‘It was that awful’
A January study from the Utah Women & Leadership Project analyzed the challenges and benefits Utah women face in politics. The 118 participants included leaders from many levels of government, from school boards to the state legislature.
The top challenge respondents claimed to face was gender bias — navigating what they called “the old boys club,” feeling “mansplained” and talked down to, being victims of inappropriate comments or actions by male colleagues.
“I absolutely was treated differently as a woman, and that was incredibly frustrating,” one respondent explained. “As much as I enjoy policymaking, I don’t know that I’ll ever want to do elected office again. It was that awful.”
For women in leadership, there is a partisan divide, too. Two-thirds of women nationwide elected to their state legislatures are Democrats, and though just 22% of the Utah State Legislature is Democratic, the majority of women — 16 out of 25, or 64% — are.
Respondents in the leadership project study explained that these figures are not coincidental. There are not women’s organizations or structures within the GOP to support women like in the Democratic Party, one said, and the resources and encouragement given to progressive female candidates are often unmatched for conservatives.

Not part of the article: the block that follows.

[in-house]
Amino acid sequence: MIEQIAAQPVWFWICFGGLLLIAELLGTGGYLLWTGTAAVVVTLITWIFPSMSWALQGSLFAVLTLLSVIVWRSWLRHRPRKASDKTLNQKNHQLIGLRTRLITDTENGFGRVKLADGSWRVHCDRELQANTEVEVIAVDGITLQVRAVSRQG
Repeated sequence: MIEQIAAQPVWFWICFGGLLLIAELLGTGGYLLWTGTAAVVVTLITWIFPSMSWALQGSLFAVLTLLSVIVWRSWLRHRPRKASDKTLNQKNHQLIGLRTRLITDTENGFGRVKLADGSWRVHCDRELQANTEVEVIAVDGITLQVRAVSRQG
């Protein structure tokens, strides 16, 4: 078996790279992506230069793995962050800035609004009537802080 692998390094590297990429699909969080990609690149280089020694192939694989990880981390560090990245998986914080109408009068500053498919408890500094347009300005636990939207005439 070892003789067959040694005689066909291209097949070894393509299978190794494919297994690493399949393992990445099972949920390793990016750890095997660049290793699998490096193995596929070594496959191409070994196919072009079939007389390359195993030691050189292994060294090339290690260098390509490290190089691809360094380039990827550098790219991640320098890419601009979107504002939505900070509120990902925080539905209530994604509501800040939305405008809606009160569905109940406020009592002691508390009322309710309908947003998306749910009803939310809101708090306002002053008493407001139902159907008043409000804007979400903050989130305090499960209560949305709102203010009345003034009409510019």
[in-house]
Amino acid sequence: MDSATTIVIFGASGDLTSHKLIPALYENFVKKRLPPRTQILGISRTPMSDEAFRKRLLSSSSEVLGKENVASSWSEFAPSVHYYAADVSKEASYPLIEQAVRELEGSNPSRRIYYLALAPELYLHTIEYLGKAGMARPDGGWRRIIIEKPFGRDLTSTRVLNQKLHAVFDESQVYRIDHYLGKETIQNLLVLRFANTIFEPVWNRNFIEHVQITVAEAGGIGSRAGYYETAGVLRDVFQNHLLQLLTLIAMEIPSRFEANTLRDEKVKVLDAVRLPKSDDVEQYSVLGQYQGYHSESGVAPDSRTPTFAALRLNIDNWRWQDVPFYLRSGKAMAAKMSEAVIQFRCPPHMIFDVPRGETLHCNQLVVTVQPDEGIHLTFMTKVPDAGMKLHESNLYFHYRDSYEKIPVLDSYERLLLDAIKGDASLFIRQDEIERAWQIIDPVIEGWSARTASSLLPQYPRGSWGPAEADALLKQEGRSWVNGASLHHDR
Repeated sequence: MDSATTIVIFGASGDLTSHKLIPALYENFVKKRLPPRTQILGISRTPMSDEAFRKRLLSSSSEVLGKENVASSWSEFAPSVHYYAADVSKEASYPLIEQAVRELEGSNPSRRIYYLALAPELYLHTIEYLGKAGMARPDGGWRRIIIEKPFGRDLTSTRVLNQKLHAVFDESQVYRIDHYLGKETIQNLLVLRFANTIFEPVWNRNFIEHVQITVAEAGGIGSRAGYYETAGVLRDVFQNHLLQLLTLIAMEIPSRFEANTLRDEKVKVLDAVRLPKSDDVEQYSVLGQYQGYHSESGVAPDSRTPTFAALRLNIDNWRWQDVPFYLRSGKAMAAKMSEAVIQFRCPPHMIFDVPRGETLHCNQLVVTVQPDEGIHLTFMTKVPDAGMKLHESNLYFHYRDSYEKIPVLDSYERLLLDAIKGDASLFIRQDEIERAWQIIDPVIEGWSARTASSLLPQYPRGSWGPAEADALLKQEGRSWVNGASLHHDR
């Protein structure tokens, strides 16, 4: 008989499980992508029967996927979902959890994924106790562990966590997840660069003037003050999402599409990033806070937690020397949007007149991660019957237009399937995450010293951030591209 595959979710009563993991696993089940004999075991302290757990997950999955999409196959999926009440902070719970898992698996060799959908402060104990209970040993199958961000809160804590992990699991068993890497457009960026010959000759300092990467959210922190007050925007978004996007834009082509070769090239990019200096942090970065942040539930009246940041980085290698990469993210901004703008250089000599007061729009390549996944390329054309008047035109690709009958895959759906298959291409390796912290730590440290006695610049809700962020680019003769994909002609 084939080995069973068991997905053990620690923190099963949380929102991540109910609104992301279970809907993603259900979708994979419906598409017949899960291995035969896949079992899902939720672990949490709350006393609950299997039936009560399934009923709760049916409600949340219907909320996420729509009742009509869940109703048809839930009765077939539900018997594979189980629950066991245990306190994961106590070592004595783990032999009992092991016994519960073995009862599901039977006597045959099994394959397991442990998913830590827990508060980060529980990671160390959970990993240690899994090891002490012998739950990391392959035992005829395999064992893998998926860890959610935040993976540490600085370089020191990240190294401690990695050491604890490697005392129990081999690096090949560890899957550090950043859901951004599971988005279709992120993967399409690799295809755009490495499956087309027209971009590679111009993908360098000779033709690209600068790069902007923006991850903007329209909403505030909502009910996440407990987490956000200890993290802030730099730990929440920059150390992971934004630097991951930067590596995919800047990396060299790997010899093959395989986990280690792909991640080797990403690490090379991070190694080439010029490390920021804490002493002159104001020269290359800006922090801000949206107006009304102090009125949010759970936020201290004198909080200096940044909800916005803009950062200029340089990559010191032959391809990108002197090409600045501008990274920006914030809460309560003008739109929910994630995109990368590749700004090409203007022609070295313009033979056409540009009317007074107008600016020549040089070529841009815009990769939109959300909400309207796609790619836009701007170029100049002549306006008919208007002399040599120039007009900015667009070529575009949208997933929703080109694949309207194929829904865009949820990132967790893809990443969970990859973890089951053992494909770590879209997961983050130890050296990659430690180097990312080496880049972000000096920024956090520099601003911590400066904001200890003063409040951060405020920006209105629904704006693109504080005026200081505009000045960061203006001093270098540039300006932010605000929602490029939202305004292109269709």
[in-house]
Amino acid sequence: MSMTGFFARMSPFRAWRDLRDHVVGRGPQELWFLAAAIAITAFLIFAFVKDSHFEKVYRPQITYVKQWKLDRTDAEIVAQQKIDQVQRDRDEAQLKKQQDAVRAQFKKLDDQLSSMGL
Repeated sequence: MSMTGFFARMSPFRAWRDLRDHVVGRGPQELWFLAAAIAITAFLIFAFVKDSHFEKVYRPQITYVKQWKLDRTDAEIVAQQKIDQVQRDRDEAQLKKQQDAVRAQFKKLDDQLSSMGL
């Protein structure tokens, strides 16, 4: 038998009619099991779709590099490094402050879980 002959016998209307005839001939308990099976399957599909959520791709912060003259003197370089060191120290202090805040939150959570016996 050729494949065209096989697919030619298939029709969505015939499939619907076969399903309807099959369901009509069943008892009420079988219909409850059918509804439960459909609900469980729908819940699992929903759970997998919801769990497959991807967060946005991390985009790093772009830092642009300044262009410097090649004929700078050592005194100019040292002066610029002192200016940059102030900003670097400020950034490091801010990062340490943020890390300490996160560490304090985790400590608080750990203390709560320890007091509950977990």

This is not a new issue in Utah, Madsen said. “I won’t give you names, but a couple of women through the years, especially in past years, have switched parties, even though they feel like they’re a Republican, just to get elected,” she told me.
The new Republican Women Lead PAC, introduced in early June, attempts to temper these concerns. All nine GOP women in the Utah State Legislature are the group’s inaugural members, and its mission is “to recruit, train, mentor and provide financial resources for Republican women running for all levels of elected office,” the founders wrote in a Deseret News opinion piece.
Rep. Candace Pierucci explained that the goal is not to meet a quota or replace specific incumbents — instead, they want to create a pathway for more women to run for and be elected to public office throughout the state. The PAC’s mission mirrors organizations on the Democratic side, like the Women’s Democratic Club of Utah and the Utah Democratic Women’s Caucus.
“It is just concerning that in a conservative state, we don’t have conservative women stepping forward to lead,” Pierucci told Utah Political Underground.
Support and encouragement from party leaders goes far in increasing the number of women who run for public office, a study performed by BYU political scientists shows. While much existing research suggests that low numbers of female politicians stems either from a smaller supply of potential female candidates or voter demand for female officeholders, the BYU study suggests that addressing both — supply and demand — leads to an increase overall. In short, women need to see that they are capable and have the resources to run — and voters need to see why we need them.